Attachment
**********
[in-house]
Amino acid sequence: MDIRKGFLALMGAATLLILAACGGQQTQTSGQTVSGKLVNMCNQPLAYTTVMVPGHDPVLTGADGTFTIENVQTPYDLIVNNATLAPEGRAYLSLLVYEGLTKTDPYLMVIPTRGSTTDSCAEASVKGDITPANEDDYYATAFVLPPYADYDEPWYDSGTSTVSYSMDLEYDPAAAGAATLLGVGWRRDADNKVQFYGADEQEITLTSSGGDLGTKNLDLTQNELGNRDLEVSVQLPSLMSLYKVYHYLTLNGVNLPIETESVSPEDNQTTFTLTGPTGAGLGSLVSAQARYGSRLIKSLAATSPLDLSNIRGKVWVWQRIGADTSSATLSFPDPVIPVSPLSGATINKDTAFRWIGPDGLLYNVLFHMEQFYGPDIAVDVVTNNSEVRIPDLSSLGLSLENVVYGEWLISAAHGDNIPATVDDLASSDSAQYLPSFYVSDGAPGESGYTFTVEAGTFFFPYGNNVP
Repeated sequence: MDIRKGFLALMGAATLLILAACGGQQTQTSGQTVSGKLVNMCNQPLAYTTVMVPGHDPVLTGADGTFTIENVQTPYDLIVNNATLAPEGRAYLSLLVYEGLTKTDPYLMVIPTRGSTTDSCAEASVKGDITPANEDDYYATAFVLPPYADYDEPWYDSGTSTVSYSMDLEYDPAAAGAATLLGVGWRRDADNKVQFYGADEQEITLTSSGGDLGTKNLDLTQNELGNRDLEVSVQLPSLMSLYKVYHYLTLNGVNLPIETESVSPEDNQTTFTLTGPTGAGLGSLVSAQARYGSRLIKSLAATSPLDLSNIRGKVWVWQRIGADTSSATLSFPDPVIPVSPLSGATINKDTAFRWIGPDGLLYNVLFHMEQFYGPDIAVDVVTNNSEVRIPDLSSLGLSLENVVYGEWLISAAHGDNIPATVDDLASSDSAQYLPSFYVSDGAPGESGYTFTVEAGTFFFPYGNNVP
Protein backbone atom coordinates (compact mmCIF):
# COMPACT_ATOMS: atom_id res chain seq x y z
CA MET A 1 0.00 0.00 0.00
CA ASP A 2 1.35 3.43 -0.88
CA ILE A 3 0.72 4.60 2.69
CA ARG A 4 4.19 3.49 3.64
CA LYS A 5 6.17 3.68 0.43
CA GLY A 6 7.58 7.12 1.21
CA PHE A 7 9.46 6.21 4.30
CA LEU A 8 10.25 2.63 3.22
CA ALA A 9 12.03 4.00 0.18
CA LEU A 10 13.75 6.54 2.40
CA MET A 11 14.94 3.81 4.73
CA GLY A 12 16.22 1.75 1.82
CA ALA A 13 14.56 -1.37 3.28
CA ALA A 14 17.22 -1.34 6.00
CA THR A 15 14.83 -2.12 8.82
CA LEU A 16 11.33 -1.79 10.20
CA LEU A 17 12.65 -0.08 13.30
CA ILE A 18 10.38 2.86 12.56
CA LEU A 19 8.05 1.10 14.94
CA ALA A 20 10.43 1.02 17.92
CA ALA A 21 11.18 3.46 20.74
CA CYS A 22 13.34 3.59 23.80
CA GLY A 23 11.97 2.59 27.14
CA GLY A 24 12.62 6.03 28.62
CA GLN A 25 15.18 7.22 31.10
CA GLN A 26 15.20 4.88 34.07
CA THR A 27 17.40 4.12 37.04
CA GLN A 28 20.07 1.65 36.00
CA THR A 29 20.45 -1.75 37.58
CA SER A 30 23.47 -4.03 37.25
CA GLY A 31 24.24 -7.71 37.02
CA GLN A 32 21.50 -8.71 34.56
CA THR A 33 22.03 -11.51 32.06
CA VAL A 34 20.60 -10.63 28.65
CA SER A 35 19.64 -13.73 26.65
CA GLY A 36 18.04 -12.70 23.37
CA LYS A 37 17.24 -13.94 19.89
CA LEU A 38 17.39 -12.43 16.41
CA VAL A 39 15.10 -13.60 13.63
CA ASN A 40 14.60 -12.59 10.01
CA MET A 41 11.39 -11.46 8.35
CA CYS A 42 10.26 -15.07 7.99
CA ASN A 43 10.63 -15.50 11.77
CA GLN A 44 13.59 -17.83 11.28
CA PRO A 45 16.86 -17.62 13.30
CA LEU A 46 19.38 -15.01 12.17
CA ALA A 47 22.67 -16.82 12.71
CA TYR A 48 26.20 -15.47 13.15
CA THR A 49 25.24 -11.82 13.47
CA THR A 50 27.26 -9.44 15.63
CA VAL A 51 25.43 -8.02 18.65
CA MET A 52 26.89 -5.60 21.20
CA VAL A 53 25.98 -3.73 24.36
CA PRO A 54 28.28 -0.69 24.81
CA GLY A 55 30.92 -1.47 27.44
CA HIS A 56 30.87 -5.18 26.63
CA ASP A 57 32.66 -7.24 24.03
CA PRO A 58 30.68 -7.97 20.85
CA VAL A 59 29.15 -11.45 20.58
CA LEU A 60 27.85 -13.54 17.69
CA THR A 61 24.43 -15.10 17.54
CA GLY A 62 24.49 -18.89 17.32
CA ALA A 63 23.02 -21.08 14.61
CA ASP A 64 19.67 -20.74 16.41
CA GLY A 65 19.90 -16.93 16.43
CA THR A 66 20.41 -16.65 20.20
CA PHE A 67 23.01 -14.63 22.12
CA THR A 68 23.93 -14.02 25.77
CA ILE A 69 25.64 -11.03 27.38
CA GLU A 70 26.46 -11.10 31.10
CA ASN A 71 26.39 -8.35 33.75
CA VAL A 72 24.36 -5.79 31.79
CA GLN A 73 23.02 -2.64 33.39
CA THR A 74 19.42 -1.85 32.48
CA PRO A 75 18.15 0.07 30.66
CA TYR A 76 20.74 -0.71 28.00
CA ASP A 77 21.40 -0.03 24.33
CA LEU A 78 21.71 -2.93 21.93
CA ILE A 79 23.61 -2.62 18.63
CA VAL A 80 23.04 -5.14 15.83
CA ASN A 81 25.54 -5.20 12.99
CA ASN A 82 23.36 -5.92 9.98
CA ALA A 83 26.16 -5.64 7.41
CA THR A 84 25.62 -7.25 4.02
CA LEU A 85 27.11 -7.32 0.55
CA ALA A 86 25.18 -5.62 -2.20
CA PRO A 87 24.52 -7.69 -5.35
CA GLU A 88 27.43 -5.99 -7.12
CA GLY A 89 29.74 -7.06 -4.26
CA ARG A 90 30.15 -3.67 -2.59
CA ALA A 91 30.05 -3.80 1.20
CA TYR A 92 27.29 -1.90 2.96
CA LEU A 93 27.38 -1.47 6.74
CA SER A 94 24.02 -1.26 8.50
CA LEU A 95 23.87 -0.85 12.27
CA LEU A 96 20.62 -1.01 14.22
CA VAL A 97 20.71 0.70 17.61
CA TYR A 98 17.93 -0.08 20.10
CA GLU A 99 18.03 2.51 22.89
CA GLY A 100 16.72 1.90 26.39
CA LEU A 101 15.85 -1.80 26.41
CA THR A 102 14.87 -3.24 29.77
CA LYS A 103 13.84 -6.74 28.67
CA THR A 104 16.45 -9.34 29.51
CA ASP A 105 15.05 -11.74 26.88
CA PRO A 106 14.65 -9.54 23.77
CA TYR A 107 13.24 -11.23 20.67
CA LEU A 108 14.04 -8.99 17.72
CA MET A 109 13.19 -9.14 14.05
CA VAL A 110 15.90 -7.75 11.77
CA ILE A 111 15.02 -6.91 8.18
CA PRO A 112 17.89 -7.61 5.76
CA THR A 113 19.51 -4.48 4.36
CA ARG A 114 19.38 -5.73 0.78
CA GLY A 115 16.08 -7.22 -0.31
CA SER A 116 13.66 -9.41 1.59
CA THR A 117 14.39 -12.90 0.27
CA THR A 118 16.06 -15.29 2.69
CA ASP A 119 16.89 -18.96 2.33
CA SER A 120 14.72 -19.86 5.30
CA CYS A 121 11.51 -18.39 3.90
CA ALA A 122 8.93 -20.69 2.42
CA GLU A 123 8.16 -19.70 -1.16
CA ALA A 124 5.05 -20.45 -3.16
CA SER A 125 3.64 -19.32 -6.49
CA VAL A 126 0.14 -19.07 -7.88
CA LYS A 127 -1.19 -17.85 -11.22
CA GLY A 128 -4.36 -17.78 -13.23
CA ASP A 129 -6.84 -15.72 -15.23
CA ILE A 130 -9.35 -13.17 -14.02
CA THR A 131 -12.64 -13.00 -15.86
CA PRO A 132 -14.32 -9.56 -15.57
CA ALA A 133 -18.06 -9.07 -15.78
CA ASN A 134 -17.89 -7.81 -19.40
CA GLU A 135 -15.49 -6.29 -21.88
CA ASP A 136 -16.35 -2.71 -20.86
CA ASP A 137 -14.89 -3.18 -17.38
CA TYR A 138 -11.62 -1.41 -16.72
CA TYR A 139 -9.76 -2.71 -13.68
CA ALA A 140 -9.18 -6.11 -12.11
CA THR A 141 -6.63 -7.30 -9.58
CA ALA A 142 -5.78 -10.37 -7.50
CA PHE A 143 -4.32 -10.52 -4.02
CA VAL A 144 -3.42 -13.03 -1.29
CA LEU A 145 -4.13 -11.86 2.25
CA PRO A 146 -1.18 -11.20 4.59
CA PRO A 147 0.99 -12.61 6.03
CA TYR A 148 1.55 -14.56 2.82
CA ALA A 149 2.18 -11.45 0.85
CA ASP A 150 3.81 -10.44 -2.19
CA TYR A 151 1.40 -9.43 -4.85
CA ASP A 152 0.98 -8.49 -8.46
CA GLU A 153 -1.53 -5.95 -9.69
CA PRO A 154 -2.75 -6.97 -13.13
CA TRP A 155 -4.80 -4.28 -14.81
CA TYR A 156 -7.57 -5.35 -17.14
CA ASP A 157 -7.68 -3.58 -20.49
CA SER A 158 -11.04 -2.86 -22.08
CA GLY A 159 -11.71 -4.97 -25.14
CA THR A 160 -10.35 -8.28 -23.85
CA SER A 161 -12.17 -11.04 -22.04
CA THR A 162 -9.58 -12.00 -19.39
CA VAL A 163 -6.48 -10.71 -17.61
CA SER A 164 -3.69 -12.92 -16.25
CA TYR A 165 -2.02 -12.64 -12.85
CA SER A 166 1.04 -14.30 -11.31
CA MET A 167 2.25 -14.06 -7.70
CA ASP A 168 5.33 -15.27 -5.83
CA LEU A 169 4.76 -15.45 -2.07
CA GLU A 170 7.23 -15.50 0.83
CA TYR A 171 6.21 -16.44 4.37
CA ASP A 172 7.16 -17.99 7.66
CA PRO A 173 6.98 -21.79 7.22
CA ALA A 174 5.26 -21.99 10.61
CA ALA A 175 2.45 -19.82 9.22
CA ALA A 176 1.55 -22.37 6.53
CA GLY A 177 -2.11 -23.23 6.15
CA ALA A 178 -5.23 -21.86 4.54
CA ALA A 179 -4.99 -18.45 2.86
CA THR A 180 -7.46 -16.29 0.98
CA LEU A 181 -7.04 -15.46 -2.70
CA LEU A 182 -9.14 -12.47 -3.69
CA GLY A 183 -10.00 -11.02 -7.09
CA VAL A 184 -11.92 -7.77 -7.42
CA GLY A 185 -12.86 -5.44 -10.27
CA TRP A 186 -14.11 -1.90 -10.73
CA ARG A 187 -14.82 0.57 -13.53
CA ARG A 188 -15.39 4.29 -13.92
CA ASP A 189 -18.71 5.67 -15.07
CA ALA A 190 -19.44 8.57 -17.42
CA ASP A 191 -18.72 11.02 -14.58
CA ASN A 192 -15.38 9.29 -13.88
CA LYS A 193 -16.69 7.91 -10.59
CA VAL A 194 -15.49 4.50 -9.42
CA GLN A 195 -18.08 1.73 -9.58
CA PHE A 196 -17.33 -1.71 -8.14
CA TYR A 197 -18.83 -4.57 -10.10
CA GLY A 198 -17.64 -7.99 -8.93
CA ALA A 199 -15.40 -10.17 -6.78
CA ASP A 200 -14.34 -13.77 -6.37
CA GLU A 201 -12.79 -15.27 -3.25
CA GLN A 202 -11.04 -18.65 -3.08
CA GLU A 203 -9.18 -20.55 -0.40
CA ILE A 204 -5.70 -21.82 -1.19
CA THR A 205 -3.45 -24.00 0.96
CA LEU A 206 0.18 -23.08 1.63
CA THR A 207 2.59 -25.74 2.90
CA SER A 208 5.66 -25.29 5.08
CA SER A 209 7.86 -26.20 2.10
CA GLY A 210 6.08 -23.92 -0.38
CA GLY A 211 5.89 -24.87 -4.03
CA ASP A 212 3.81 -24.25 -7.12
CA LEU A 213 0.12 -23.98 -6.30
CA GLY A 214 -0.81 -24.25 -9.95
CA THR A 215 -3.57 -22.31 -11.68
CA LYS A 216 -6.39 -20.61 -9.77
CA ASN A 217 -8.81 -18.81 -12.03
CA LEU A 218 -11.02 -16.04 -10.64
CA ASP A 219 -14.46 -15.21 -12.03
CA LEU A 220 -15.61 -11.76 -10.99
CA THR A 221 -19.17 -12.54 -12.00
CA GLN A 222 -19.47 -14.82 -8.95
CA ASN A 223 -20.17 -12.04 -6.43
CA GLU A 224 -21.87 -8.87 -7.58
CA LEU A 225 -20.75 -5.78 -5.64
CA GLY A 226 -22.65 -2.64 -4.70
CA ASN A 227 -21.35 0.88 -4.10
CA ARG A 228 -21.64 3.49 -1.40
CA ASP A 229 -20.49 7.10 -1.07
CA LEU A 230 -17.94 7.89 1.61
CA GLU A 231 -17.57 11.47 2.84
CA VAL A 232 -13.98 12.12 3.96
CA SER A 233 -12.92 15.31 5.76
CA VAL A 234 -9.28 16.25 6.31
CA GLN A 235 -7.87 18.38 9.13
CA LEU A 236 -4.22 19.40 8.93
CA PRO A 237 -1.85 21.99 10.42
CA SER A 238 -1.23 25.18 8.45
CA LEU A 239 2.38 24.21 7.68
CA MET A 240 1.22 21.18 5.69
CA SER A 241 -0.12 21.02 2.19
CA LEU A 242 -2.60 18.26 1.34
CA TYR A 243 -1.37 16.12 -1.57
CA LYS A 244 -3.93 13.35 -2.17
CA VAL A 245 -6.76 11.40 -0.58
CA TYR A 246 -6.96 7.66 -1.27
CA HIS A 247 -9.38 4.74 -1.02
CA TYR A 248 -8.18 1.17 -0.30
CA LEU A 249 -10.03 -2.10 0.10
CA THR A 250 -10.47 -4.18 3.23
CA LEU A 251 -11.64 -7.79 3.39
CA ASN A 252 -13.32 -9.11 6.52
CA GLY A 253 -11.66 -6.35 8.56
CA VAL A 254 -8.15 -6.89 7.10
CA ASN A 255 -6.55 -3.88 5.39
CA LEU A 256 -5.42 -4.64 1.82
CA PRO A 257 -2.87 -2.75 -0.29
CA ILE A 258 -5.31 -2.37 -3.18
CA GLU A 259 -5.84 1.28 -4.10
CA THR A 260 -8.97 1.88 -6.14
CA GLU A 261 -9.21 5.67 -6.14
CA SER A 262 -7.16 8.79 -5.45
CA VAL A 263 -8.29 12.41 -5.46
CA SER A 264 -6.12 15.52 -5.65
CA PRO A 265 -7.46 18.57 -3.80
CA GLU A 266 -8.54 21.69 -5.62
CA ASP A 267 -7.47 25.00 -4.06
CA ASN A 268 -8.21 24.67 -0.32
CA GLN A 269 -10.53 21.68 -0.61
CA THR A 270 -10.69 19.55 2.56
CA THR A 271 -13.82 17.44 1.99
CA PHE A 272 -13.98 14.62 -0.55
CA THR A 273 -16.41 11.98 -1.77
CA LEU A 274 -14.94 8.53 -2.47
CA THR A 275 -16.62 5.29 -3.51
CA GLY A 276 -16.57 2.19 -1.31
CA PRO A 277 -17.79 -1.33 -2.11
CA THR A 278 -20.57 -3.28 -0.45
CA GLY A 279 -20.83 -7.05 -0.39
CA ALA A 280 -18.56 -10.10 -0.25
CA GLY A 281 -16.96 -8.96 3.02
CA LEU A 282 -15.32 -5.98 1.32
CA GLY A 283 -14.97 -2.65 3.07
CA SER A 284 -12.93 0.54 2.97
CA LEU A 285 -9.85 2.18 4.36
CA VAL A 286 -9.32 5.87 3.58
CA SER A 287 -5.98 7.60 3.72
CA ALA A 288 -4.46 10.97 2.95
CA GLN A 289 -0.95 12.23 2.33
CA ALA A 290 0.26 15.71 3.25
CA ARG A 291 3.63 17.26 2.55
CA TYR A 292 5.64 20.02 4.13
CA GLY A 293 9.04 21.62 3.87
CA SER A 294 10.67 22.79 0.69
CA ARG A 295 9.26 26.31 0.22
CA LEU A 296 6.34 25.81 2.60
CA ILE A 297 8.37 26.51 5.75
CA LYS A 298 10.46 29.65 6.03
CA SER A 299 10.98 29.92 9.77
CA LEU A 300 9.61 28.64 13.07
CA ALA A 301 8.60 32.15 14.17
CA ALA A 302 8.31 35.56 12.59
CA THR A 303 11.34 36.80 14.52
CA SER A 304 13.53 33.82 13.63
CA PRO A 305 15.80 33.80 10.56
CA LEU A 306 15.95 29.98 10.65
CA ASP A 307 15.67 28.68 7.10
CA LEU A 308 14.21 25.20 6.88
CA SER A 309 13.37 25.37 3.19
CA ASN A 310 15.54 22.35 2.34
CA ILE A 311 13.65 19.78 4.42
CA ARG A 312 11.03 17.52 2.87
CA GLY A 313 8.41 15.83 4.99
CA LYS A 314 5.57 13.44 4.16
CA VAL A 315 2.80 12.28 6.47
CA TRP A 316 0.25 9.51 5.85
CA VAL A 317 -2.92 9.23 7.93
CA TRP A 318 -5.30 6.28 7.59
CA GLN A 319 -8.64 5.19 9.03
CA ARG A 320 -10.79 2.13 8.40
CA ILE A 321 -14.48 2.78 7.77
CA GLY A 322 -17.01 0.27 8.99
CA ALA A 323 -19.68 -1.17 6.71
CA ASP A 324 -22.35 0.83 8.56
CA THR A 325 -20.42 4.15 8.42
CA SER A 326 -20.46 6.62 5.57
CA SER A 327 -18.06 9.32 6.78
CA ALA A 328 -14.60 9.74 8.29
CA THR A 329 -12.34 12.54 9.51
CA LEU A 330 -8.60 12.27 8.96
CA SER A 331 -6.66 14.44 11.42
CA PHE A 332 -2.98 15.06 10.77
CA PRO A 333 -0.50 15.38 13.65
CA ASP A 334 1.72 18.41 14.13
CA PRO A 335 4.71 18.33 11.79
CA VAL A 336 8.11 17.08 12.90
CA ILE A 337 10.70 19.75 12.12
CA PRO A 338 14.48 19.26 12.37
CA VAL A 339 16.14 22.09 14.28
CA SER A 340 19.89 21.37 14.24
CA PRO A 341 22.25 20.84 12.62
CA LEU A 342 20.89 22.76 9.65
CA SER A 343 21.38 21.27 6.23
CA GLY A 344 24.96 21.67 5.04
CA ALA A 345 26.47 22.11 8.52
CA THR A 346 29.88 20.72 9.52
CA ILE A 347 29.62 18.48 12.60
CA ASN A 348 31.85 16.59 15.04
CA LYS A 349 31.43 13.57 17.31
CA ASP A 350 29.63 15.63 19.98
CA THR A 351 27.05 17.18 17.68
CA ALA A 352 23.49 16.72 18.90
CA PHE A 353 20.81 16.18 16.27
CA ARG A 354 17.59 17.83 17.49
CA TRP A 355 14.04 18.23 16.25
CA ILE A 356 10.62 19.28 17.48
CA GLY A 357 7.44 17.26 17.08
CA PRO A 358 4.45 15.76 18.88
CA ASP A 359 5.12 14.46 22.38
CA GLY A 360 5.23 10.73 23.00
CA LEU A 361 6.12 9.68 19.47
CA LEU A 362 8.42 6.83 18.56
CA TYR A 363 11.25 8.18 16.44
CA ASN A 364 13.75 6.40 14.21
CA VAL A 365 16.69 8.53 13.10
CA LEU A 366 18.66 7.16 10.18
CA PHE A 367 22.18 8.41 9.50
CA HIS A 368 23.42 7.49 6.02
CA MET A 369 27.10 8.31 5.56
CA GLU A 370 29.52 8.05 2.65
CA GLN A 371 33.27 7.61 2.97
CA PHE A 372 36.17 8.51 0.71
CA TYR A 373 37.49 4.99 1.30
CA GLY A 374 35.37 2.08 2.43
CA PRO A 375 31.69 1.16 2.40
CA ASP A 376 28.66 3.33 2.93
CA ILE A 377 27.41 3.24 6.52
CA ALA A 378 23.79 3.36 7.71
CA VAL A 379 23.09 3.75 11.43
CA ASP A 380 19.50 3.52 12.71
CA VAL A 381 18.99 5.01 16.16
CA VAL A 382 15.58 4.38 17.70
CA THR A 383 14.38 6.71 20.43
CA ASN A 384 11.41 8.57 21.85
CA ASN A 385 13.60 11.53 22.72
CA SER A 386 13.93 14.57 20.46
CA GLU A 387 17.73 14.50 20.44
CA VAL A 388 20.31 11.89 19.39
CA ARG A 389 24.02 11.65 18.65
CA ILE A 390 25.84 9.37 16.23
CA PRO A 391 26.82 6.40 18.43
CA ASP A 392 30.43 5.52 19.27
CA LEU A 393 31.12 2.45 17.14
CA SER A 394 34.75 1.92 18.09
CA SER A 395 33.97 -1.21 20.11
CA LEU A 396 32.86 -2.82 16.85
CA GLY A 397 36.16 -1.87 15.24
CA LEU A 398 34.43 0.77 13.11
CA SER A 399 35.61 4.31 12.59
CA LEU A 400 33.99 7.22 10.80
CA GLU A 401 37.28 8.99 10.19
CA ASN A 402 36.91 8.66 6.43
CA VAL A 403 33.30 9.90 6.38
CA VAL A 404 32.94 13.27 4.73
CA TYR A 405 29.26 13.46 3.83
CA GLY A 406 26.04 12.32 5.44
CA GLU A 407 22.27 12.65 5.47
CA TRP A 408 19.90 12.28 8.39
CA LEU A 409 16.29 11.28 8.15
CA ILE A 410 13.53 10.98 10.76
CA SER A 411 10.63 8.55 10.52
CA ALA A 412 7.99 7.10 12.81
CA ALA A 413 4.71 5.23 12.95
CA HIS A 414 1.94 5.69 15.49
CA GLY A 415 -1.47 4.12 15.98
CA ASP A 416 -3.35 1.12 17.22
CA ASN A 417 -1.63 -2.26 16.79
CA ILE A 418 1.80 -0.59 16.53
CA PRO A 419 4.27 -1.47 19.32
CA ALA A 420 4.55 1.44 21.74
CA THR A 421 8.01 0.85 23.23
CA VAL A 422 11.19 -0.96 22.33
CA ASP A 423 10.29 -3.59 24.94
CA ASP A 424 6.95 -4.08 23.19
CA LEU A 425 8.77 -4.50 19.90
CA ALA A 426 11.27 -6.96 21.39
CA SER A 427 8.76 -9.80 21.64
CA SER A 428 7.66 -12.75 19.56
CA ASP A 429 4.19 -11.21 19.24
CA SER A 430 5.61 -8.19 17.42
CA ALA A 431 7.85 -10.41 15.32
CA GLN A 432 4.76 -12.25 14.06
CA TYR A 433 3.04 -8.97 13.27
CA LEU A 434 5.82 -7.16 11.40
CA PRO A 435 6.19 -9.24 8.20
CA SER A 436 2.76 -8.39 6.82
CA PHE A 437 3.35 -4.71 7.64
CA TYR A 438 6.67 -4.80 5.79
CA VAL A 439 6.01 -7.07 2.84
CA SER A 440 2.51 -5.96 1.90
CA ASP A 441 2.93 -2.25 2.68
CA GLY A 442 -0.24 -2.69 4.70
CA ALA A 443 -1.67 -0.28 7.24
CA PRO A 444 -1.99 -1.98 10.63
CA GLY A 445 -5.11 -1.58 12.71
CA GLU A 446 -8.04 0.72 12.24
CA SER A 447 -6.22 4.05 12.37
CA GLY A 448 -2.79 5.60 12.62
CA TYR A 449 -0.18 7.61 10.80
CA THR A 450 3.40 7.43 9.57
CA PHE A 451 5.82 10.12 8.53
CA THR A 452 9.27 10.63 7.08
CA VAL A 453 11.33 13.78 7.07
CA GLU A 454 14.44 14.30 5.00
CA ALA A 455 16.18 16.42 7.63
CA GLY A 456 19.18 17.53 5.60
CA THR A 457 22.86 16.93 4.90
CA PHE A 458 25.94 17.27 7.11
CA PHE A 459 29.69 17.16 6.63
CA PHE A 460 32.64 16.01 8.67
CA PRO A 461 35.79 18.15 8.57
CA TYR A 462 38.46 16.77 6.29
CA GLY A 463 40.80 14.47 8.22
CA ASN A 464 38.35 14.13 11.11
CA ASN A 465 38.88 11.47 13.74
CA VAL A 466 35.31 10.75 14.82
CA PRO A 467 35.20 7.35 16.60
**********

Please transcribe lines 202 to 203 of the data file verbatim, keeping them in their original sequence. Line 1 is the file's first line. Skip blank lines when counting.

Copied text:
CA TYR A 197 -18.83 -4.57 -10.10
CA GLY A 198 -17.64 -7.99 -8.93